• California Travel Guide

    Backroads Travel Guides

California Travel Guide: Overview

California. The Golden State. It's beautifully diverse, both in geography and in the people who call it home. Yes, there are plenty of foodies, hipsters, techies, beachgoers and ski bums, but that just scratches the surface. California has long been the first and last stop for immigrants from Asia, Mexico, Central America and the Middle East. It’s a thriving melting pot of cultures—a result of the California Dream that inspired so many to pursue their own versions of it.

California is among the most expensive places to live in the United States. It also has its fair share of challenges, including managing its population growth, natural disasters, limited water resources and more. Where else, though, can you go from the surf and sand to dynamic cities, sloping vineyards, towering mountains and lakes, all within a half-day drive?

Take some time to explore California, and you'll understand why visitors from all over the world flock here to see the mesmerizing granite peaks of Yosemite, the deep-blue waters of Lake Tahoe, the lush redwood forests and Sequoia groves, the silent desert splendors of Death Valley and Joshua Tree and, of course, the gorgeous, rugged coastline. Whether you're touring the fog-swept craggy rocks and churning waters of Big Sur or Mendocino in the north or soaking in the sun and year-round beach cultures of Santa Barbara or San Diego in the south, it’s easy to see why so many go to such lengths to call this place home.

California Travel Guide

History

A variety of native tribes had inhabited California for thousands of years before the Europeans arrived in the 16th century, and in 1769, the Spanish began constructing forts, settlements and 21 California missions up and down the coast with the intention of converting the indigenous people to Catholicism. Many of these sites, including San Luis Obispo and San Jose, later developed into some of the state’s most important cities.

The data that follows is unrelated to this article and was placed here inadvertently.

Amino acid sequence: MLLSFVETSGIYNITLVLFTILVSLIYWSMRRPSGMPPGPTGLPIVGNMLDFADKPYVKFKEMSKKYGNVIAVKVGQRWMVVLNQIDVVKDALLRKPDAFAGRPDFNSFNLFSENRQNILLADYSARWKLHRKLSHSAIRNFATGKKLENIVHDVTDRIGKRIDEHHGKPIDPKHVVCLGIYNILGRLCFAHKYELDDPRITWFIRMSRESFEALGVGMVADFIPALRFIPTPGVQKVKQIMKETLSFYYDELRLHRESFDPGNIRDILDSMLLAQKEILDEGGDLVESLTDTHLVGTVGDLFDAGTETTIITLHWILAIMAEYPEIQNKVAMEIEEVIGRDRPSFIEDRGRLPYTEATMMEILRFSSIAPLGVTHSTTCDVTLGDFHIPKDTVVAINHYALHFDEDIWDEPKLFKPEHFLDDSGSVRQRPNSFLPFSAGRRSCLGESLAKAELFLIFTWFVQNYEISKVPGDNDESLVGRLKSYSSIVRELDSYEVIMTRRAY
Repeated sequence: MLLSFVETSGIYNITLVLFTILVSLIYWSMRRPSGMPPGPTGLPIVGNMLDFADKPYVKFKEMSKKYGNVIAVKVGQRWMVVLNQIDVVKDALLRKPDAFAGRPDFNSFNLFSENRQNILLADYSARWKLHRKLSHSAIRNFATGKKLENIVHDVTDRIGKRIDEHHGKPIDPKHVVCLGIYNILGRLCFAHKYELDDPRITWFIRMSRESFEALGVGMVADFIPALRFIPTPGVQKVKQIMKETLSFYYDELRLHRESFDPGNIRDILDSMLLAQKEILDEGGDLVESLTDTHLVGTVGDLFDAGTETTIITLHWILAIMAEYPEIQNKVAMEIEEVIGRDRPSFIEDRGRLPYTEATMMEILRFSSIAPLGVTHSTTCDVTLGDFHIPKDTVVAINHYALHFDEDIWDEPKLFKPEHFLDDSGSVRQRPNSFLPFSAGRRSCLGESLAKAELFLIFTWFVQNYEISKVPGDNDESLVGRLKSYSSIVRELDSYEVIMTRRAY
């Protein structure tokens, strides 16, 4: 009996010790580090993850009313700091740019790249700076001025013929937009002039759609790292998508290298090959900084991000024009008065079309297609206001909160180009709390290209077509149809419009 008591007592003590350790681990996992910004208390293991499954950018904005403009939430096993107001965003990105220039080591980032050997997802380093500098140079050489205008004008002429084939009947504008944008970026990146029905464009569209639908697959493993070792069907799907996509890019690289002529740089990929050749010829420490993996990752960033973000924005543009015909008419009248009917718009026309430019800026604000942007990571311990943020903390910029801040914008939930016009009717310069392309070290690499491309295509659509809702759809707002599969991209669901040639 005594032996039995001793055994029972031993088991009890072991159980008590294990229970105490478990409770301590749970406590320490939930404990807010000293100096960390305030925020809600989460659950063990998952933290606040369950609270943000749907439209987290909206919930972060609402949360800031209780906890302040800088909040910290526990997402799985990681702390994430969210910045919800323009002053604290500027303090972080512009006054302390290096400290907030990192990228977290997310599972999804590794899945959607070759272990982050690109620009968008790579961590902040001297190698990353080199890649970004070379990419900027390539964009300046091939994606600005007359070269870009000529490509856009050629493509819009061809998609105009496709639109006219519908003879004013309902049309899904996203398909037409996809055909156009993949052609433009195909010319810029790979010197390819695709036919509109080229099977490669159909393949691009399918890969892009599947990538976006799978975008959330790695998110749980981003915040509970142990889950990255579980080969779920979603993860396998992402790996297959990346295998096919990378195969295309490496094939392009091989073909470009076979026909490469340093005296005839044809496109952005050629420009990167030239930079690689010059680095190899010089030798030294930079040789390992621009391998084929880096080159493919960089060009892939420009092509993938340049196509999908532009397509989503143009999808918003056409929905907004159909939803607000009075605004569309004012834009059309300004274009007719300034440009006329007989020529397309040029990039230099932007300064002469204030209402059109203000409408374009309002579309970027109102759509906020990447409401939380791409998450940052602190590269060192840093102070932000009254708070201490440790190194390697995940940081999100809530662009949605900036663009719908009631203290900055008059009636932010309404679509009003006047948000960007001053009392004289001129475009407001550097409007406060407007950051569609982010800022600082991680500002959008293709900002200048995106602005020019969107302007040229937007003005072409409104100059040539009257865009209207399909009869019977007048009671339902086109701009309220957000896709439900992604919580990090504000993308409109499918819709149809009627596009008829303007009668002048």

After California gained its independence from Spain in 1821, Mexico ruled the state for a quarter century, and then, in 1846, the United States annexed it.

With the discovery of gold in 1848, a surge of nonnatives came to the state for a piece of the newfound wealth. This, ultimately, led to the overnight growth of many towns and cities. Most prominent of all was San Francisco, which transformed from a sleepy coastal town to a thriving center for commerce and trade.

California became the Union’s 31st state in 1850. Soon thereafter, California’s Central Valley—hundreds of miles long and offering an ideal climate and rich soil perfect for growing nearly anything—drew even more people to start new lives in the West. The completion of the transcontinental railroad in 1869, which connected San Francisco and the state to the rest of the United States, ensured the state's population (and economy) continued to rise.